English Literature

A College Girl by Mrs George de Horne Vaizey

A College Girl by Mrs George de Horne Vaizey.jpg

Chapter One.

Boys and Girls.

This is the tale of two terraces, of two families who lived therein, of several boys and many girls, and especially of one Darsie, her education, adventures, and ultimate romance.

Darsie was the second daughter in a family of six, and by reason of her upsetting nature had won for herself that privilege of priority which by all approved traditions should have belonged to Clemence, the elder sister. Clemence was serene and blonde; in virtue of her seventeen years her pigtail was now worn doubled up, and her skirts had reached the discreet level of her ankles. She had a soft pink and white face, and a pretty red mouth, the lips of which permanently fell apart, disclosing two small white teeth in the centre of the upper gum, because of which peculiarity her affectionate family had bestowed upon her the nickname of “Bunnie.” Perhaps the cognomen had something to do with her subordinate position. It was impossible to imagine any one with the name of “Bunnie” queening it over that will-o’-the-wisp, that electric flash, that tantalising, audacious creature who is the heroine of these pages.

Darsie at fifteen! How shall one describe her to the unfortunates who have never beheld her in the flesh? It is for most girls an awkward age, an age of angles, of ungainly bulk, of awkward ways, self-conscious speech, crass ignorance, and sublime conceit. Clemence had passed through this stage with much suffering of spirits on her own part and that of her relations; Lavender, the third daughter, showed at thirteen preliminary symptoms of appalling violence; but Darsie remained as ever that fascinating combination of a child and a woman of the world, which had been her characteristic from earliest youth. Always graceful and alert, she sailed triumphant through the trying years, with straight back, graceful gait, and eyes a-shine with a happy self-confidence. “I am here!” announced Darsie’s eyes to an admiring world. “Let the band strike up!”

Some inherent quality in Darsie—some grace, some charm, some spell—which she wove over the eyes of beholders, caused them to credit her with a beauty which she did not possess. Even her family shared in this delusion, and set her up as the superlative in degree, so that “as pretty as Darsie” had come to be regarded a climax of praise. The glint of her chestnut hair, the wide, bright eyes, the little oval face set on a long, slim throat smote the onlooker with instant delight, and so blinded him that he had no sight left with which to behold the blemishes which walked hand in hand. Photographs valiantly strove to demonstrate the truth; pointed out with cruel truth the stretching mouth, the small, inadequate nose, but even the testimony of sunlight could not convince the blind. They sniffed, and said: “What a travesty! Never again to that photographer! Next time we’ll try the man in C— Street,” and Darsie’s beauty lived on, an uncontroverted legend.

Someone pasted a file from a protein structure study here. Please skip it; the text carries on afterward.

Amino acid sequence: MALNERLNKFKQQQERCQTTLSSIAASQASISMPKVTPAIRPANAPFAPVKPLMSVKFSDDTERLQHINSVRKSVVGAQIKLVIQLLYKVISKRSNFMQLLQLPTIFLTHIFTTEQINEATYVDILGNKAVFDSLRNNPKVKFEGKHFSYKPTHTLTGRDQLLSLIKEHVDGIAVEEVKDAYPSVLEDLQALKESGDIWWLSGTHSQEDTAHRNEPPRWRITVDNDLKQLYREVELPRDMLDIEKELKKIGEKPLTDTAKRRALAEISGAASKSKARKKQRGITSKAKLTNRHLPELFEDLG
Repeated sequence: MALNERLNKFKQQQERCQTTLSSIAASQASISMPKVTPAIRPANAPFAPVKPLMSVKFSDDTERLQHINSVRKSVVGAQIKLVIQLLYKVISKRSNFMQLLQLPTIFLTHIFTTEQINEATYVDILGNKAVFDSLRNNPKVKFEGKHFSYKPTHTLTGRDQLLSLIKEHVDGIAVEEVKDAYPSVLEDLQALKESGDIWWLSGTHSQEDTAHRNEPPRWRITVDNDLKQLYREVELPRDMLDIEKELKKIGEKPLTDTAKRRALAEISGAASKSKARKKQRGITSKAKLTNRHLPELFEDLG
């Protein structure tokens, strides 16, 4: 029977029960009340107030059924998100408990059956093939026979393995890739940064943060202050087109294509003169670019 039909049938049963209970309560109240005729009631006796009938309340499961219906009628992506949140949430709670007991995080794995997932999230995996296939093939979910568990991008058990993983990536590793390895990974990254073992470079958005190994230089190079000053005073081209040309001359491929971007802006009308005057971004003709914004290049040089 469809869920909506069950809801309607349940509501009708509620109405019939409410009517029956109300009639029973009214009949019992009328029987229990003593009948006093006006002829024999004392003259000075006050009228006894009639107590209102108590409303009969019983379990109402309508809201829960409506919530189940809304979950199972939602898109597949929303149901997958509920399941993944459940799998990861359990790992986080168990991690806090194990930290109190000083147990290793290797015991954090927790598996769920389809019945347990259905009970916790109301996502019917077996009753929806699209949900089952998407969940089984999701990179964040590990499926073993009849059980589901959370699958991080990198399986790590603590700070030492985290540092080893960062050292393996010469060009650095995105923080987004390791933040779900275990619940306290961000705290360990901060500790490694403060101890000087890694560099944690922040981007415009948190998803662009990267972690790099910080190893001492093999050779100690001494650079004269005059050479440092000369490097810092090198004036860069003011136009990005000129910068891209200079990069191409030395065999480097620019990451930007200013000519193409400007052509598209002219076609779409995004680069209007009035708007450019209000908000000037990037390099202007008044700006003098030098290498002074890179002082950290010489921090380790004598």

By a triumph of bad management, which the Garnett girls never ceased to deplore, their three brothers came at the end instead of the beginning of the family. Three grown-up brothers would have been a grand asset; big boys who would have shown a manly tenderness towards the weaknesses of little sisters; who would have helped and amused; big boys going to school, young men going to college, coming home in the vacations, bringing their friends, acting as squires and escorts to the girls at home. Later on brothers at business, wealthy brothers, generous brothers; brothers who understood how long quarter-day was in coming round, and how astonishingly quickly a girl’s allowance vanishes into space! Clemence, Darsie, and Lavender had read of such brothers in books, and would have gladly welcomed their good offices in the flesh, but three noisy, quarrelsome, more or less grimy schoolboys, superbly indifferent to “those girls”—this was another, and a very different tale! Harry was twelve—a fair, blunt-featured lad with a yawning cavity in the front of his mouth, the result of one of the many accidents which had punctuated his life. On the top story of the Garnett house there ran a narrow passage, halfway along which, for want of a better site, a swing depended from two great iron hooks. Harry, as champion swinger, ever striving after fresh flights, had one day in a frenzy of enthusiasm swung the rings free from their hold, and descended, swing and all, in a crash on the oil-clothed floor. The crash, the shrieks of the victim and his attendant sprites, smote upon Mrs Garnett’s ears as she sat wrestling with the “stocking basket” in a room below, and as she credibly avowed, took years from her life. Almost the first objects which met her eye, when, in one bound, as it seemed, she reached the scene of the disaster, was a selection of small white teeth scattered over the oil-clothed floor. Henceforth for years Harry pursued his way minus front teeth, and the nursery legend darkly hinted that so injured had been the gums by his fall that no second supply could be expected. Harry avowed a sincere aspiration that this should be the case. “I can eat as much without them,” he declared, “and when I grow up I’ll have them false, and be an explorer, and scare savages like the man in Rider Haggard,” so that teeth, or no teeth, would appear to hold the secret of his destiny.